On the ADB presidency: Stop using nationality as a factor

Asian Development Bank President Haruhiko Kuroda. The ADB should rethink how it chooses its president and senior staff, says Curtis Chin of The Wall Street Journal. Photo by: ADB / CC BY-NC

Calls for an open, merit-based system in choosing the next head of a multilateral development institution are extending to Asia.

In an opinion piece for The Wall Street Journal, Curtis Chin, former U.S. ambassador to the Asian Development Bank, said it is time for ADB to rethink how it chooses its president and senior staff. The top post at the bank since its establishment has always been held by a Japanese.

Chin says this tradition, for which the World Bank and the International Monetary Fund have been criticized, is understandable given Japan’s contribution to ADB. Japan and the United States are the bank’s biggest shareholders: 15.65 percent each. But using nationality as a primary factor for choosing staff may “damage” employee morale. And the skills of candidates best qualified for the job might also be tainted just because they are Japanese.

Asian institutions, not just ADB, need to apply a transparent, merit-based approach in recruiting professional staff. Chin says this is important for institutions not to lose relevance in a fast-changing region. The ADB annual meeting May 2-5 would be a good opportunity for governors to start discussion on the matter, Chin notes.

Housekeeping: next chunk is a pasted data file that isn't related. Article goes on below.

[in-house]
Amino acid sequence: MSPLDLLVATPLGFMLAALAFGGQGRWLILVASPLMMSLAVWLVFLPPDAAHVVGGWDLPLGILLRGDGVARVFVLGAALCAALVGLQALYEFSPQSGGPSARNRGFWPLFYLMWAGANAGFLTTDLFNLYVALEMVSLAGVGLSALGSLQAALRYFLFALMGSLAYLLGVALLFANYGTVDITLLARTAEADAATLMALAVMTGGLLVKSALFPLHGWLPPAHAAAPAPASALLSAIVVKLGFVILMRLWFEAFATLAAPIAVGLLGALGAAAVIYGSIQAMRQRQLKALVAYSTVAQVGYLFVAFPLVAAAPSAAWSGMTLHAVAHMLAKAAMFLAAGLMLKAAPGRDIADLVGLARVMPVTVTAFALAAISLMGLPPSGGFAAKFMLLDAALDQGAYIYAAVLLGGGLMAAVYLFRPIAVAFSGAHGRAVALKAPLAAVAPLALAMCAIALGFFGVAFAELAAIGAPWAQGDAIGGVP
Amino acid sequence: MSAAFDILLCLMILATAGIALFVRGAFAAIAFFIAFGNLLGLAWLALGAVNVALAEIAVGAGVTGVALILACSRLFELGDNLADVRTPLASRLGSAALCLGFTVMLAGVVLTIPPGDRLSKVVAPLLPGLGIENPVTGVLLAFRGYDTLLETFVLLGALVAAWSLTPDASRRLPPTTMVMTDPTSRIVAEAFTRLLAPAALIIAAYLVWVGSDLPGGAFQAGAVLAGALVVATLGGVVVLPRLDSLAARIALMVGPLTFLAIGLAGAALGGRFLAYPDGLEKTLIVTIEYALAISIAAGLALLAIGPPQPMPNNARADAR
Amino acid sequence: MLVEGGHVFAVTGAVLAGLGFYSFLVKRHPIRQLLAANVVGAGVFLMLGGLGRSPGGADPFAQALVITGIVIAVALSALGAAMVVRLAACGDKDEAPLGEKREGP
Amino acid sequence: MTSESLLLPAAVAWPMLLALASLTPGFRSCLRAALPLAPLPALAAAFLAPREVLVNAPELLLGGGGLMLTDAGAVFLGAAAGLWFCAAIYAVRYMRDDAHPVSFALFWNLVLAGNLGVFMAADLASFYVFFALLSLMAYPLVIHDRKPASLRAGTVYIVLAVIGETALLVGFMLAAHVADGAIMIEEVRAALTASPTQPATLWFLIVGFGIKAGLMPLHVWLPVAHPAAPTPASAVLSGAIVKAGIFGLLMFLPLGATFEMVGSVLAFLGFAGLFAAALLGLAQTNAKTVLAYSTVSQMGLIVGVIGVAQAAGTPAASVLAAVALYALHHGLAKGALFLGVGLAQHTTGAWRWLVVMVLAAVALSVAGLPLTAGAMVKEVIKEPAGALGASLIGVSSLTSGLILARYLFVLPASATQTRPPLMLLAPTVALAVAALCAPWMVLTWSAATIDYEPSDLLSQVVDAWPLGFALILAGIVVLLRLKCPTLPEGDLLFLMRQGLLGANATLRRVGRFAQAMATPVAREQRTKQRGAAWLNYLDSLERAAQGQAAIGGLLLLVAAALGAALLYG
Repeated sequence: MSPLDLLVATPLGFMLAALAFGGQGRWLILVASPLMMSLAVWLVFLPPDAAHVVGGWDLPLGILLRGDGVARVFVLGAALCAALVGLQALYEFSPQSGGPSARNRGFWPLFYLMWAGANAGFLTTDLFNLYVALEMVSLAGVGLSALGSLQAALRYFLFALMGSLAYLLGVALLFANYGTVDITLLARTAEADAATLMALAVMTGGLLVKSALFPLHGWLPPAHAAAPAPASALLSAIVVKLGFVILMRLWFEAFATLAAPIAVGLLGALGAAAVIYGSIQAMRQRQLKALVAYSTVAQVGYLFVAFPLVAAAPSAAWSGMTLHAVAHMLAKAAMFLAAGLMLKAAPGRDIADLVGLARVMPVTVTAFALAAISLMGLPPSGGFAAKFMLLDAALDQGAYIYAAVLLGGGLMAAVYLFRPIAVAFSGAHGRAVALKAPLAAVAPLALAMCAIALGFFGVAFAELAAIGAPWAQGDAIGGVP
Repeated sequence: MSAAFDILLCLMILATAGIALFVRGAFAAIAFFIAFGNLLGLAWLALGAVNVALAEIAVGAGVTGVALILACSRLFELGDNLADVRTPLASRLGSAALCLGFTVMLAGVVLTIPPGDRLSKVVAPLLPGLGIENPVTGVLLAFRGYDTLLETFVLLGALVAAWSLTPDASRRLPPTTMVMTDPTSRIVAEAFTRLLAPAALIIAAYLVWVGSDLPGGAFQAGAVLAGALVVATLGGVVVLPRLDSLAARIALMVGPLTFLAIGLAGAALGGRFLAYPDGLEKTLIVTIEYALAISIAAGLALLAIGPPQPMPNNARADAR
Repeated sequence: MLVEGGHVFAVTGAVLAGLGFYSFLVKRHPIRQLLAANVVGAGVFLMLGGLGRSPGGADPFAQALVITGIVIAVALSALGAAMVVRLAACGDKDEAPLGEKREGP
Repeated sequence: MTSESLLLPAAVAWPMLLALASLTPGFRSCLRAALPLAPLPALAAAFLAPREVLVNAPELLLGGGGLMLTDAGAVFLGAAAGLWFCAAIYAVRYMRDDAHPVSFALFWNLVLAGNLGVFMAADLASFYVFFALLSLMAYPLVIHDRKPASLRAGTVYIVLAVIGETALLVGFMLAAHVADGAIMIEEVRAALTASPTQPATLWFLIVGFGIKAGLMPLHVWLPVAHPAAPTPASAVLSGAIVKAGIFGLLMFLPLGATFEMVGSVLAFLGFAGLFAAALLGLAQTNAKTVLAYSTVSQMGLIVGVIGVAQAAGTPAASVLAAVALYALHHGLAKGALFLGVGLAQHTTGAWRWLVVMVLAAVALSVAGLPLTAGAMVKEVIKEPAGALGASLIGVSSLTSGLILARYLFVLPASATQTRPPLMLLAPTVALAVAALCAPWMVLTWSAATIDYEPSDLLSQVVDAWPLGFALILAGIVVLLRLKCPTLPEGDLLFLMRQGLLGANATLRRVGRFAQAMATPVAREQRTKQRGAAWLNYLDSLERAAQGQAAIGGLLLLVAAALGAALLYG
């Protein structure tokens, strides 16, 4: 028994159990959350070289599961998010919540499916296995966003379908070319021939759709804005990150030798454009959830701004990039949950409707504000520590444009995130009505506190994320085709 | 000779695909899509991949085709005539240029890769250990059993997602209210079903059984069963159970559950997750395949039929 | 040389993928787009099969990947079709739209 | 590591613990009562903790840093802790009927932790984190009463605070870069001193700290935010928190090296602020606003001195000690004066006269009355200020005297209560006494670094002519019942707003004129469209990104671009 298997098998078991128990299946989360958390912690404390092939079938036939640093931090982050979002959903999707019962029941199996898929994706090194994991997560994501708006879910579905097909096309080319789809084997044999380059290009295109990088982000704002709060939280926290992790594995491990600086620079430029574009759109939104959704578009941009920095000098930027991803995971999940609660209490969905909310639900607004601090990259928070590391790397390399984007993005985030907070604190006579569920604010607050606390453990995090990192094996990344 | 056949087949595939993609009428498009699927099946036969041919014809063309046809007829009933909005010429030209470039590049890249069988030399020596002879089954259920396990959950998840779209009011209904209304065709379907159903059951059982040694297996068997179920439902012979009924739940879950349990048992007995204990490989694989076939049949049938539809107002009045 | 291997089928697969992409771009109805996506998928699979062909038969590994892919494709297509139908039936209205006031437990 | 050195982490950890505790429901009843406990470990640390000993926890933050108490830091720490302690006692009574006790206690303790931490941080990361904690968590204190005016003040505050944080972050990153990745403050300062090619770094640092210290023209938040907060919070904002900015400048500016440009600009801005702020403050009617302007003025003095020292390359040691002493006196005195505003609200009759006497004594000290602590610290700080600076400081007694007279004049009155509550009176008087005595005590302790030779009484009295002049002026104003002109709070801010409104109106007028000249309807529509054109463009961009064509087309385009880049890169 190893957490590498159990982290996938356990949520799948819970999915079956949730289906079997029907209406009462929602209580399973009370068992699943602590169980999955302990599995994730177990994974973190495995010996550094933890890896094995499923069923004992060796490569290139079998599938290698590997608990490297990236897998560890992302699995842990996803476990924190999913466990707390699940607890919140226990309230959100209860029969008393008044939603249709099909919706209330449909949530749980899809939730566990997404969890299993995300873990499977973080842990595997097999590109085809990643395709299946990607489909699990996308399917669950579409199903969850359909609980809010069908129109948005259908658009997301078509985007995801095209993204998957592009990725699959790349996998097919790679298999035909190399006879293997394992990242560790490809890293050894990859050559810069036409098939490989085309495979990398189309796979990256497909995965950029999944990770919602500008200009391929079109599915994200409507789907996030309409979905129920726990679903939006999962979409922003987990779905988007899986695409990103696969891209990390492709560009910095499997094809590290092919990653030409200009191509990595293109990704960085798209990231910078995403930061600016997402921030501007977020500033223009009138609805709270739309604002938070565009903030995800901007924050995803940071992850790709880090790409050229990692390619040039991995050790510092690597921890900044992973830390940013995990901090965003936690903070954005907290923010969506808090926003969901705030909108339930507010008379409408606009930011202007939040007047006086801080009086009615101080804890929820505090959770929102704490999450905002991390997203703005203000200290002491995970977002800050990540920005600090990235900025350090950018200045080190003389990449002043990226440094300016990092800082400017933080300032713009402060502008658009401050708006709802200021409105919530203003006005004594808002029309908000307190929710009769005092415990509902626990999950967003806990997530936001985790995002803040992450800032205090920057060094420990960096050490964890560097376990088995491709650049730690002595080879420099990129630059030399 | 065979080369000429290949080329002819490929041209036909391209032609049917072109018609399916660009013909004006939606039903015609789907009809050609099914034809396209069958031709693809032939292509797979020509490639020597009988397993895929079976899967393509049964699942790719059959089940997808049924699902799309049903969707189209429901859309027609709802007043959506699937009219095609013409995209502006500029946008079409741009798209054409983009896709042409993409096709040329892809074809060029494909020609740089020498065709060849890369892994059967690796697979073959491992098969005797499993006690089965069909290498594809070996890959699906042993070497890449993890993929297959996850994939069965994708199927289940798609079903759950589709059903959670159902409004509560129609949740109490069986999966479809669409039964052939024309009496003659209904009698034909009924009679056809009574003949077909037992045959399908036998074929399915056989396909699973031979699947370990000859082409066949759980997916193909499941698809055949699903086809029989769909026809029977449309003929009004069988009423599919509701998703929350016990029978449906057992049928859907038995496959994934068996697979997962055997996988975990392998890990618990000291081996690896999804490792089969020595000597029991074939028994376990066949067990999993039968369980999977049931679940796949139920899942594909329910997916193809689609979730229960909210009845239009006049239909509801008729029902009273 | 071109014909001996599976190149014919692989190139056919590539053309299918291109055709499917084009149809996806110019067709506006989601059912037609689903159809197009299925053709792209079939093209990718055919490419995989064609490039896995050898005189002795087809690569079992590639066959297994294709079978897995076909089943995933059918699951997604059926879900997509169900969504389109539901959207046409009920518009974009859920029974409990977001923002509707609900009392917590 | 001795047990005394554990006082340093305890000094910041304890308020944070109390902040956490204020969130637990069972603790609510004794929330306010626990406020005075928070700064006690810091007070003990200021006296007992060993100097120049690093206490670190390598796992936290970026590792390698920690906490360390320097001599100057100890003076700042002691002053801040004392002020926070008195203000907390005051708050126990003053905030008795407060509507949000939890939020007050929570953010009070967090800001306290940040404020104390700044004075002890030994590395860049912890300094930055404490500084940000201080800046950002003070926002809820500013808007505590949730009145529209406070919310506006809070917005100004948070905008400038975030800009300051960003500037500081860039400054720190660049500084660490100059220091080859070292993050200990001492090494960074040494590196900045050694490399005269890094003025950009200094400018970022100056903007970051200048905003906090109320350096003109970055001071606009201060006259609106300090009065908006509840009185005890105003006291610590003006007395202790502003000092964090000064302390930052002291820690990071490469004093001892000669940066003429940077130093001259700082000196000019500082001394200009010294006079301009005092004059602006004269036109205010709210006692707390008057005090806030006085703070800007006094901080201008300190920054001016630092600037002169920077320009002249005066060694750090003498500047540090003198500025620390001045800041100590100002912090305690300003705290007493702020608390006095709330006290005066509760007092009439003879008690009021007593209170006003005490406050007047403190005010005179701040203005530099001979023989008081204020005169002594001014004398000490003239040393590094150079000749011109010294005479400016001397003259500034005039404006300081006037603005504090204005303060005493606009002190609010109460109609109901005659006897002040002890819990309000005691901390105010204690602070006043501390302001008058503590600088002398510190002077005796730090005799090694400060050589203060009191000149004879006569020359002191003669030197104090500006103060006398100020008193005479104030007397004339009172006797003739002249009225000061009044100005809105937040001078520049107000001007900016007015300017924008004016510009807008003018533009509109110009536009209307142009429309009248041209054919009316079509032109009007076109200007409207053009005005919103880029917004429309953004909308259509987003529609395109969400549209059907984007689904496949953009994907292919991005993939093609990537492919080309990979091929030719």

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About the author

  • Jenny Lei Ravelo

    Jenny Lei Ravelo is a Devex Senior Reporter based in Manila. She covers global health, with a particular focus on the World Health Organization, and other development and humanitarian aid trends in Asia Pacific. Prior to Devex, she wrote for ABS-CBN, one of the largest broadcasting networks in the Philippines, and was a copy editor for various international scientific journals. She received her journalism degree from the University of Santo Tomas.